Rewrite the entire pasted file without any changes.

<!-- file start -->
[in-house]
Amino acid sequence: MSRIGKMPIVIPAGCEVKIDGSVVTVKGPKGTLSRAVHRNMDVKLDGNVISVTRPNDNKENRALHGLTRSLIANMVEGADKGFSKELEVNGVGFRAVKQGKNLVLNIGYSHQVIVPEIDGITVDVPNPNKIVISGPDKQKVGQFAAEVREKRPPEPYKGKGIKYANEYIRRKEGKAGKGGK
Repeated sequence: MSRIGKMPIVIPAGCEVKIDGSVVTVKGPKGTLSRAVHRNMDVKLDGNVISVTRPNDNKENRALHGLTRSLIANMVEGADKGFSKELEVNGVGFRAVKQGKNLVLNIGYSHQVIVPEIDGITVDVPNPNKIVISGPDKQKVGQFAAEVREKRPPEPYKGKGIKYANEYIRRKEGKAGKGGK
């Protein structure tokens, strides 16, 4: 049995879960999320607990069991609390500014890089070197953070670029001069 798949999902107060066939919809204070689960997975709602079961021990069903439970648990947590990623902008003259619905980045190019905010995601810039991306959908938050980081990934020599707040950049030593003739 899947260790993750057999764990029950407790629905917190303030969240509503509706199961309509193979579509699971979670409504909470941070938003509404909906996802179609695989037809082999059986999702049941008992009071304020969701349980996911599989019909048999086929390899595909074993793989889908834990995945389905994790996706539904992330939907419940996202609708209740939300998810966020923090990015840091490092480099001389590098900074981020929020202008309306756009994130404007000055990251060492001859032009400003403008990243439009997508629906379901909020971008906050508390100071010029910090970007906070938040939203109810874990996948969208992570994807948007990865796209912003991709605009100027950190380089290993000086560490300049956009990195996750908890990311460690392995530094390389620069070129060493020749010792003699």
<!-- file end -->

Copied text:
[in-house]
Amino acid sequence: MSRIGKMPIVIPAGCEVKIDGSVVTVKGPKGTLSRAVHRNMDVKLDGNVISVTRPNDNKENRALHGLTRSLIANMVEGADKGFSKELEVNGVGFRAVKQGKNLVLNIGYSHQVIVPEIDGITVDVPNPNKIVISGPDKQKVGQFAAEVREKRPPEPYKGKGIKYANEYIRRKEGKAGKGGK
Repeated sequence: MSRIGKMPIVIPAGCEVKIDGSVVTVKGPKGTLSRAVHRNMDVKLDGNVISVTRPNDNKENRALHGLTRSLIANMVEGADKGFSKELEVNGVGFRAVKQGKNLVLNIGYSHQVIVPEIDGITVDVPNPNKIVISGPDKQKVGQFAAEVREKRPPEPYKGKGIKYANEYIRRKEGKAGKGGK
């Protein structure tokens, strides 16, 4: 049995879960999320607990069991609390500014890089070197953070670029001069 798949999902107060066939919809204070689960997975709602079961021990069903439970648990947590990623902008003259619905980045190019905010995601810039991306959908938050980081990934020599707040950049030593003739 899947260790993750057999764990029950407790629905917190303030969240509503509706199961309509193979579509699971979670409504909470941070938003509404909906996802179609695989037809082999059986999702049941008992009071304020969701349980996911599989019909048999086929390899595909074993793989889908834990995945389905994790996706539904992330939907419940996202609708209740939300998810966020923090990015840091490092480099001389590098900074981020929020202008309306756009994130404007000055990251060492001859032009400003403008990243439009997508629906379901909020971008906050508390100071010029910090970007906070938040939203109810874990996948969208992570994807948007990865796209912003991709605009100027950190380089290993000086560490300049956009990195996750908890990311460690392995530094390389620069070129060493020749010792003699």